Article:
In this short, informational video, Dr. Susan Brown explains the normal process of inflammation, why the body produces CRP, how the high sensitivity C-Reactive Protein test can detect inflammation, and what levels to look for.
The Link Between Inflammation and Cancer
Experts believe that chronic low-grade inflammation is linked to the development of approximately 20% of all cancers. The CRP level has been associated with the risk of certain cancers, such as colorectal cancer, lung cancer, and breast cancer.
Take Action Today to Measure Your Nutrient & Inflammation Levels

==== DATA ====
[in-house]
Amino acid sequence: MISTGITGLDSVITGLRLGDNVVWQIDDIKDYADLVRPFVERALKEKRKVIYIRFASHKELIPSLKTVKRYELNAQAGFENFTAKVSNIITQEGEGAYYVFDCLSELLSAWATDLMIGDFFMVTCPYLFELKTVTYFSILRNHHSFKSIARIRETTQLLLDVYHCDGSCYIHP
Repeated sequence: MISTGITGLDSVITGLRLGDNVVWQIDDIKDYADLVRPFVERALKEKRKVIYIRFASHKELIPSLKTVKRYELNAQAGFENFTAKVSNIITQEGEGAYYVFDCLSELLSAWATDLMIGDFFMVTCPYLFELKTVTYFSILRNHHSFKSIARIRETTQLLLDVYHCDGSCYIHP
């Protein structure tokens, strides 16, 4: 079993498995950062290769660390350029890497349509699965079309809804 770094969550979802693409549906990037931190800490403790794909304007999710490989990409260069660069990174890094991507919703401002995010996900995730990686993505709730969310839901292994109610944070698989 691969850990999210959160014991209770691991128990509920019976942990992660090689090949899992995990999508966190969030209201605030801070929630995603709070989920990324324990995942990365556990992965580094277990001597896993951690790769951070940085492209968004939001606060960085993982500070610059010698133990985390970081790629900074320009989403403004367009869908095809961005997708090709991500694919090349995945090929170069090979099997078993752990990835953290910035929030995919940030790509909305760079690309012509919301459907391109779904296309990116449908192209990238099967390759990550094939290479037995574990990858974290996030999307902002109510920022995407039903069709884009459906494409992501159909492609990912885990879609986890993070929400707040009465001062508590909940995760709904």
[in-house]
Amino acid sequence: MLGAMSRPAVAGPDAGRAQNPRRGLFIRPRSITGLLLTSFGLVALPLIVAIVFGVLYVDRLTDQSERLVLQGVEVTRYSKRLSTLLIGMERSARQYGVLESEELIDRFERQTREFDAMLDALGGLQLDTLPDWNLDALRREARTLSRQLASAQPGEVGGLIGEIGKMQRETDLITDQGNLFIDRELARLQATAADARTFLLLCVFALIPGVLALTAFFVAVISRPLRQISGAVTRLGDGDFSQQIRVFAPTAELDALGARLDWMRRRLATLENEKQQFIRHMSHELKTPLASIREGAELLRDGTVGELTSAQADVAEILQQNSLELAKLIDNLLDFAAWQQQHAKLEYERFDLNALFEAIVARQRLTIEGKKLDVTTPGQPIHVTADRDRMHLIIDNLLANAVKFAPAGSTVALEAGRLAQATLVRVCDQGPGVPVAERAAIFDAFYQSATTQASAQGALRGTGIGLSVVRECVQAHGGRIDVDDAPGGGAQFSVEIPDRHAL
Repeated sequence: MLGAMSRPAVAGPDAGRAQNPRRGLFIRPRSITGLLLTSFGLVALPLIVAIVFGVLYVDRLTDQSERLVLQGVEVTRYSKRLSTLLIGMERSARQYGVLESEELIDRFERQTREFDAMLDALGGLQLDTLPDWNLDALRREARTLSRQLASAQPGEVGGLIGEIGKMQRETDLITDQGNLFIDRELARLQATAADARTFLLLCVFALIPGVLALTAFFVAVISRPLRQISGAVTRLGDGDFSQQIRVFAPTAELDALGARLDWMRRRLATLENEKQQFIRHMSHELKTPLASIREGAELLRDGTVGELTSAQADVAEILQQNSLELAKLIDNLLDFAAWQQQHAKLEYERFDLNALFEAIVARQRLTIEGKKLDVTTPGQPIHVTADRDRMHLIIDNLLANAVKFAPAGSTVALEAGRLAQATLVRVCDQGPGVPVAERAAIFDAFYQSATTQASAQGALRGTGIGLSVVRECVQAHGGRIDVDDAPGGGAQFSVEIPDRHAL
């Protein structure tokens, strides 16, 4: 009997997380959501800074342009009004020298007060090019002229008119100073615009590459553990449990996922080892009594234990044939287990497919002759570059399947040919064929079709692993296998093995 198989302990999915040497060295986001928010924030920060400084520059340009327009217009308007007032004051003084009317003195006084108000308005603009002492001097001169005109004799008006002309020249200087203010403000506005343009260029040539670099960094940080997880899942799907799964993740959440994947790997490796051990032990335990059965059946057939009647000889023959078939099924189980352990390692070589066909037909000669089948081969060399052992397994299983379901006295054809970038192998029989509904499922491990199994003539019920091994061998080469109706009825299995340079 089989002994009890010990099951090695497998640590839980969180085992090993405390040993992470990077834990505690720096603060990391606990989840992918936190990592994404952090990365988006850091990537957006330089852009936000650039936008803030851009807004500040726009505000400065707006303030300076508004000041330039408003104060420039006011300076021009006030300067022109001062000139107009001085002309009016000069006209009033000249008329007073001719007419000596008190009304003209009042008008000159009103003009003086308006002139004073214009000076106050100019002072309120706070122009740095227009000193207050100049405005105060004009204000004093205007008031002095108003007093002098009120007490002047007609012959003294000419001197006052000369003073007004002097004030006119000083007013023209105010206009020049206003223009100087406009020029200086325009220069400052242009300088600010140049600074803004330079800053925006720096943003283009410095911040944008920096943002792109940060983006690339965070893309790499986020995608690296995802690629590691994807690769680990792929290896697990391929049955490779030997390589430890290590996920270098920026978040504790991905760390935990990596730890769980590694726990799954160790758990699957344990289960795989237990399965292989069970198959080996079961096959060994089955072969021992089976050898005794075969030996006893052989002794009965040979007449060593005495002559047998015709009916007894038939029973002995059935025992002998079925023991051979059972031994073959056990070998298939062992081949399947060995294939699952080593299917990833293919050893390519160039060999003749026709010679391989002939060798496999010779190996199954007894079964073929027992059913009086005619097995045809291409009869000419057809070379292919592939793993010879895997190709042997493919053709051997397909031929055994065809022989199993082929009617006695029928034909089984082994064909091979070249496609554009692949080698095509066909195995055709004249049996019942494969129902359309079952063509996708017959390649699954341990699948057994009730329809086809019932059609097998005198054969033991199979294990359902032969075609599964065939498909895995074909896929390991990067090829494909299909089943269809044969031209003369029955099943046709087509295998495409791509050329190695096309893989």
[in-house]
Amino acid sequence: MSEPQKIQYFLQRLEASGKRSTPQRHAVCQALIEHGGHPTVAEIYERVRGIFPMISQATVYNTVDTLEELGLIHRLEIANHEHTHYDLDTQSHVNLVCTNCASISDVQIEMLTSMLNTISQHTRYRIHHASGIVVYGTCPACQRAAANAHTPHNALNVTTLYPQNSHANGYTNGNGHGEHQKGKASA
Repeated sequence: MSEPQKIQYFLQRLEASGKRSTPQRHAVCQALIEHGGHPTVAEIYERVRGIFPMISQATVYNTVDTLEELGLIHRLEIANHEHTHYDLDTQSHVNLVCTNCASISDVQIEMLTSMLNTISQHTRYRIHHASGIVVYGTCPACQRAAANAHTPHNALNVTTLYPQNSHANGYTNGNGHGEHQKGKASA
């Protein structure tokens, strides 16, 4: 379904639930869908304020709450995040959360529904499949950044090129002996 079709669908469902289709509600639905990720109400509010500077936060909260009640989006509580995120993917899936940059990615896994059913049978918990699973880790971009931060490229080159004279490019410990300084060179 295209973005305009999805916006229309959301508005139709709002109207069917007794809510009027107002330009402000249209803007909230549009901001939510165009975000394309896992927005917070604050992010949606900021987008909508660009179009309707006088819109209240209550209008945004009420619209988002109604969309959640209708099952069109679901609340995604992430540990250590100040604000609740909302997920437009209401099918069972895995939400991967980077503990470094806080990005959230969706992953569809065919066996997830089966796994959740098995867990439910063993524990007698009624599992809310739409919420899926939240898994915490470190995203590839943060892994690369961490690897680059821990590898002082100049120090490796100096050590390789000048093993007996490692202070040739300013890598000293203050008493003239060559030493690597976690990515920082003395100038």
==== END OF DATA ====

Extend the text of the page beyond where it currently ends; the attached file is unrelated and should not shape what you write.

Based on the findings from many studies, measuring your levels of vitamin D, magnesium, selenium, and omega-3s may help determine if more of these nutrients might be needed to provide the greatest risk reduction for breast cancer and improve outcomes in the case of a breast cancer diagnosis.
Create your custom home blood spot kit. We suggest the following measurements to help you determine your next best steps for cancer prevention and outcomes:
- Vitamin D
- Omega-3 Index
- Magnesium PLUS Elements (this includes selenium, zinc, and others)
- hsCRP as a marker of inflammation
- HbA1c as a marker of blood sugar health